The project isn't NASA's first foray into laser communications. Goddard engineers are now developing a laser communications payload for NASA's Lunar Atmosphere and Dust Environment Explorer (LADEE), which the Agency plans to launch in 2013 to characterize the Moon's wisp-thin atmosphere and dust environment. The main goal of the LADEE experiment is proving fundamental concepts of laser-based communications and transferring up to 622 megabits per second, which is about five times the current state-of-the-art from lunar distances.

However, the LADEE payload, called the Lunar Laser Communications Demonstration (LLCD), is equipped with only one modem, the lower-speed model best suited for deep space communications. In addition, LADEE is a short-duration mission. LLCD is expected to operate for only 16 days of the LADEE mission, not enough time to demonstrate a fully operational laser-communications network, Israel said.

"What we're trying to do is get ahead of the curve," Israel said. "We want to get to the point where communications is no longer a constraint on scientists who want to gather more data, but are worried about getting their data back from space."

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User comments : 8

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Robert_Wells
1.3 / 5 (4) Sep 23, 2011
this should have been done from the beginning...
pianoman
1 / 5 (10) Sep 23, 2011
SETI COULD UPDATE THEIR SYSTEM WITH LASER RECEIVERS AND THEN HAVE A BETTER CHANCE OF DETECTING 'ET' COMMUNICATION SIGNALS AS OPPOSED TO THE OLD FASHIONED RADIO METHOD. JUST A THOUGHT, THANKS
PosterusNeticus
4.3 / 5 (6) Sep 24, 2011
SETI COULD UPDATE THEIR SYSTEM WITH LASER RECEIVERS AND THEN HAVE A BETTER CHANCE OF DETECTING 'ET' COMMUNICATION SIGNALS AS OPPOSED TO THE OLD FASHIONED RADIO METHOD. JUST A THOUGHT, THANKS


Well, there's a good reason they use radio for that. The radio part of the spectrum is not scattered and blocked by gas and dust the way shorter-wavelength radiation (light) is.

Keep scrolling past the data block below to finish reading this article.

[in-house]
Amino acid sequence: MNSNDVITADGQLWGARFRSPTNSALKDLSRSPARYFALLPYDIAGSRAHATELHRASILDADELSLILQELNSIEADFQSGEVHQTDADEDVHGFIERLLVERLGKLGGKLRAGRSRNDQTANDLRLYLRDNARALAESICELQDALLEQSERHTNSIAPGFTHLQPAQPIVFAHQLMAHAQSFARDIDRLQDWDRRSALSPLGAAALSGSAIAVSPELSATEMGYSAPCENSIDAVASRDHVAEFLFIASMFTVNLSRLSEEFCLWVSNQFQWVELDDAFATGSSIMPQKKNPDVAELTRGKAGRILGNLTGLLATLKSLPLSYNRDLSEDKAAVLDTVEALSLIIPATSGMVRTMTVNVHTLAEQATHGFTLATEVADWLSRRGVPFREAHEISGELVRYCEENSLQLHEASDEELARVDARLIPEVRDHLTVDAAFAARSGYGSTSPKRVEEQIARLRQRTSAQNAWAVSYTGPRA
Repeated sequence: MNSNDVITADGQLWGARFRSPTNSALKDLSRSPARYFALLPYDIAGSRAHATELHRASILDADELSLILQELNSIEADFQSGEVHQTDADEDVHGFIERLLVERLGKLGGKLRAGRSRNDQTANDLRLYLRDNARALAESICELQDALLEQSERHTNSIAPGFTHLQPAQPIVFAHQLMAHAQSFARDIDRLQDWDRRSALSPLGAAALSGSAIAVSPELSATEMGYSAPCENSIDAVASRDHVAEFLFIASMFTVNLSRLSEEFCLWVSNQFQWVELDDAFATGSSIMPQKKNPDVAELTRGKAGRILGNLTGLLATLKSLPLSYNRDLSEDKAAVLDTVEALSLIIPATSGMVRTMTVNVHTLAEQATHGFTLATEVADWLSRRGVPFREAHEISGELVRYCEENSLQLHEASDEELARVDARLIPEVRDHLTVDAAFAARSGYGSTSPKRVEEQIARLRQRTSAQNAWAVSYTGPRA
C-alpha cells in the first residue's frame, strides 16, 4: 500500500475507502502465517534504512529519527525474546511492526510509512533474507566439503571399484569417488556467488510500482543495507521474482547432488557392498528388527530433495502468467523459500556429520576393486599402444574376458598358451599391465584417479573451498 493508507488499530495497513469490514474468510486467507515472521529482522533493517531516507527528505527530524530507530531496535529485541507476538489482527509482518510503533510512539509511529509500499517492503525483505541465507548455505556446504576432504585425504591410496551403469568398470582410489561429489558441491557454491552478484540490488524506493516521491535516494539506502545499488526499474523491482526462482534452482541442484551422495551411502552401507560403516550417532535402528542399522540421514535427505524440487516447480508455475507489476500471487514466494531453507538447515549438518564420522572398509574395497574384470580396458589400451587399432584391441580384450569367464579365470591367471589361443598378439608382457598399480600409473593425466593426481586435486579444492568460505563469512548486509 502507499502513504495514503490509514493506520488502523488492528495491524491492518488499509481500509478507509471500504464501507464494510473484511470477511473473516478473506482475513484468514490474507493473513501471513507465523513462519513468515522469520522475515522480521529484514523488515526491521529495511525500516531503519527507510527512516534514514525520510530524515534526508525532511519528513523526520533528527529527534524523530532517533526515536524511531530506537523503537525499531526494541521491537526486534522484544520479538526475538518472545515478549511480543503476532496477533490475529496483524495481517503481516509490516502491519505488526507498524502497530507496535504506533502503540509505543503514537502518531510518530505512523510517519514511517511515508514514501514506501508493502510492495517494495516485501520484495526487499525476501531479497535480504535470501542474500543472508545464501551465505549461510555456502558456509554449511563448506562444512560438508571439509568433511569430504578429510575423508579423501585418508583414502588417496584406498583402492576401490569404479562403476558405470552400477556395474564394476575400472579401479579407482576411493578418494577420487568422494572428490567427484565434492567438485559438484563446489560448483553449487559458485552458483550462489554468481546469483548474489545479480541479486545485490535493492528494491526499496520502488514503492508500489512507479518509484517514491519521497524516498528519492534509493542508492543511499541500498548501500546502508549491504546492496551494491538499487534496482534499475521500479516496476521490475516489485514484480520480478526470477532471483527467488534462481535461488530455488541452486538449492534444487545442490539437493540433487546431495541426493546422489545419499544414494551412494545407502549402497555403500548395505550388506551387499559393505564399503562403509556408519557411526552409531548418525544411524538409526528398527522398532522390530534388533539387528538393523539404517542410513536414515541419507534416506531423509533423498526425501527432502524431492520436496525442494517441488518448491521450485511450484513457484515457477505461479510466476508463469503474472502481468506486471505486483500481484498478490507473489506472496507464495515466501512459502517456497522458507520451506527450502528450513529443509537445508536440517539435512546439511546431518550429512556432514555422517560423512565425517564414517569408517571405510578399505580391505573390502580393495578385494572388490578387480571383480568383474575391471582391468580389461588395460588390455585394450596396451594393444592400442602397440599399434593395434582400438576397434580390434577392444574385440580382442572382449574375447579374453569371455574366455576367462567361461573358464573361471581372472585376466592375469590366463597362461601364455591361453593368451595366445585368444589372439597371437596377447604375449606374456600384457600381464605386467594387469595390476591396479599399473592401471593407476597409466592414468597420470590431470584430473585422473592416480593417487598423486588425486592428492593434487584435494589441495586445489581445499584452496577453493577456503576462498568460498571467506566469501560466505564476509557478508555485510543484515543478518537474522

The TV-friendly version goes like this: on a foggy day you can't see very far but your car radio works just fine. Visible light is scattered but the fog doesn't interfere with the radio waves. Now instead of fog imagine you've got a nebula between Earth and ET's planet; same deal.

What NASA is doing will work because obviously there are no giant nebulae or whole spiral arms full of dust between a probe somewhere in our system and the Earth. But when you're reaching out across the galaxy, radio is the way to go. ET will also know this so don't worry.

Also, your caps lock is broken.
yyz
5 / 5 (1) Sep 24, 2011
"SETI COULD UPDATE THEIR SYSTEM WITH LASER RECEIVERS AND THEN HAVE A BETTER CHANCE OF DETECTING 'ET' COMMUNICATION SIGNALS..."

Actually, several groups are already pursuing optical SETI projects following earlier attempts that date back to the 1980's: http://en.wikiped...eriments
Mayday
not rated yet Sep 24, 2011
Question: in interstellar travel, at what speed does optical signal attenuation make reception on Earth difficult or impossible?
CHollman82
1.7 / 5 (6) Sep 24, 2011
In optical fiber at 1310/1550nm I know it's roughly 0.3dB/Km due to backscatter... in a true vacuum (which space is not) I don't see any reason for attenuation whatsoever. So I'd say very little... I assume the laser signal would be to an orbiting satellite, which would relay it to the ground via traditional radio technology, as the loss through the atmosphere would be significant if not total.
kaasinees
Sep 24, 2011
This comment has been removed by a moderator.
Pkunk_
2.1 / 5 (7) Sep 24, 2011
The next NASA sat going to mars should have an atomic clock on it. To do some serious measurements of the exact speed of light in a straight line .
pianoman
1.6 / 5 (5) Sep 25, 2011
Magnetic storms can wipe out radio as well.